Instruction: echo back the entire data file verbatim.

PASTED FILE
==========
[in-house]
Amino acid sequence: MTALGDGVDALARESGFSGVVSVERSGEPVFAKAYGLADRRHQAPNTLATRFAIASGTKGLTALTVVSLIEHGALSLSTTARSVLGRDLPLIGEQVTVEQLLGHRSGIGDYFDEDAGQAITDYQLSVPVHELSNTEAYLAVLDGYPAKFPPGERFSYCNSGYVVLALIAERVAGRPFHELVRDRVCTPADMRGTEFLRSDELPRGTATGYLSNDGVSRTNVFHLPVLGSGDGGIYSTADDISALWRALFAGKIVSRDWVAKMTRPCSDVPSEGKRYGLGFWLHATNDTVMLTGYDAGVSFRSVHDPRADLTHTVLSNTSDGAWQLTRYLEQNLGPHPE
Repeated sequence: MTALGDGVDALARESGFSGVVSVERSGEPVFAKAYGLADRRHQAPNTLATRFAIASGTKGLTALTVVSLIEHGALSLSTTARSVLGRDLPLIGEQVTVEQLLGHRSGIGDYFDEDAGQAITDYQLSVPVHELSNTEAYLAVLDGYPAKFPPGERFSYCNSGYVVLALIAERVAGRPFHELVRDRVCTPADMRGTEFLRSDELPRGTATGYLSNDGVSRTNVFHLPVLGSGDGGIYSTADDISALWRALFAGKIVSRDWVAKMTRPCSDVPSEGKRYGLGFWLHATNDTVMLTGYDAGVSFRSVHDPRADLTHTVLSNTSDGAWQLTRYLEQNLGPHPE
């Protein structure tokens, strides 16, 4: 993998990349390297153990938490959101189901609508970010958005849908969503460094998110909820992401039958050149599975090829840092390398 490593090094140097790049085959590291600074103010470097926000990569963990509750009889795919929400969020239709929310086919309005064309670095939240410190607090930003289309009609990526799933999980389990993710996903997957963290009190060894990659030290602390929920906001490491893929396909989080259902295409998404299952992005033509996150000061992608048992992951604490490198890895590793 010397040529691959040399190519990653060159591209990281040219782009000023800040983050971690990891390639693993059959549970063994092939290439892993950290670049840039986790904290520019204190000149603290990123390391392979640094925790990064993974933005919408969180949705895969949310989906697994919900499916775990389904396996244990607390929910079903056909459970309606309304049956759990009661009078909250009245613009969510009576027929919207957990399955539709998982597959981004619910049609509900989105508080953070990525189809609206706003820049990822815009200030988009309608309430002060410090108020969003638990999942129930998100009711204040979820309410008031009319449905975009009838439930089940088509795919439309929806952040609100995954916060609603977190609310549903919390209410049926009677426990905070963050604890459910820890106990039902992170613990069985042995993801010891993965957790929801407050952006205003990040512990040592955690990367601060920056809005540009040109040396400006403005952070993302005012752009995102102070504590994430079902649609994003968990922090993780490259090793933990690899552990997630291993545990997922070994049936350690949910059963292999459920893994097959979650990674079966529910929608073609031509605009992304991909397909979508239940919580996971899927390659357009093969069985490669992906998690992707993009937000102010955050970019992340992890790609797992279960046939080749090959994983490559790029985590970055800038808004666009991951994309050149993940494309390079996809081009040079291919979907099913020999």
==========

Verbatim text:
[in-house]
Amino acid sequence: MTALGDGVDALARESGFSGVVSVERSGEPVFAKAYGLADRRHQAPNTLATRFAIASGTKGLTALTVVSLIEHGALSLSTTARSVLGRDLPLIGEQVTVEQLLGHRSGIGDYFDEDAGQAITDYQLSVPVHELSNTEAYLAVLDGYPAKFPPGERFSYCNSGYVVLALIAERVAGRPFHELVRDRVCTPADMRGTEFLRSDELPRGTATGYLSNDGVSRTNVFHLPVLGSGDGGIYSTADDISALWRALFAGKIVSRDWVAKMTRPCSDVPSEGKRYGLGFWLHATNDTVMLTGYDAGVSFRSVHDPRADLTHTVLSNTSDGAWQLTRYLEQNLGPHPE
Repeated sequence: MTALGDGVDALARESGFSGVVSVERSGEPVFAKAYGLADRRHQAPNTLATRFAIASGTKGLTALTVVSLIEHGALSLSTTARSVLGRDLPLIGEQVTVEQLLGHRSGIGDYFDEDAGQAITDYQLSVPVHELSNTEAYLAVLDGYPAKFPPGERFSYCNSGYVVLALIAERVAGRPFHELVRDRVCTPADMRGTEFLRSDELPRGTATGYLSNDGVSRTNVFHLPVLGSGDGGIYSTADDISALWRALFAGKIVSRDWVAKMTRPCSDVPSEGKRYGLGFWLHATNDTVMLTGYDAGVSFRSVHDPRADLTHTVLSNTSDGAWQLTRYLEQNLGPHPE
């Protein structure tokens, strides 16, 4: 993998990349390297153990938490959101189901609508970010958005849908969503460094998110909820992401039958050149599975090829840092390398 490593090094140097790049085959590291600074103010470097926000990569963990509750009889795919929400969020239709929310086919309005064309670095939240410190607090930003289309009609990526799933999980389990993710996903997957963290009190060894990659030290602390929920906001490491893929396909989080259902295409998404299952992005033509996150000061992608048992992951604490490198890895590793 010397040529691959040399190519990653060159591209990281040219782009000023800040983050971690990891390639693993059959549970063994092939290439892993950290670049840039986790904290520019204190000149603290990123390391392979640094925790990064993974933005919408969180949705895969949310989906697994919900499916775990389904396996244990607390929910079903056909459970309606309304049956759990009661009078909250009245613009969510009576027929919207957990399955539709998982597959981004619910049609509900989105508080953070990525189809609206706003820049990822815009200030988009309608309430002060410090108020969003638990999942129930998100009711204040979820309410008031009319449905975009009838439930089940088509795919439309929806952040609100995954916060609603977190609310549903919390209410049926009677426990905070963050604890459910820890106990039902992170613990069985042995993801010891993965957790929801407050952006205003990040512990040592955690990367601060920056809005540009040109040396400006403005952070993302005012752009995102102070504590994430079902649609994003968990922090993780490259090793933990690899552990997630291993545990997922070994049936350690949910059963292999459920893994097959979650990674079966529910929608073609031509605009992304991909397909979508239940919580996971899927390659357009093969069985490669992906998690992707993009937000102010955050970019992340992890790609797992279960046939080749090959994983490559790029985590970055800038808004666009991951994309050149993940494309390079996809081009040079291919979907099913020999």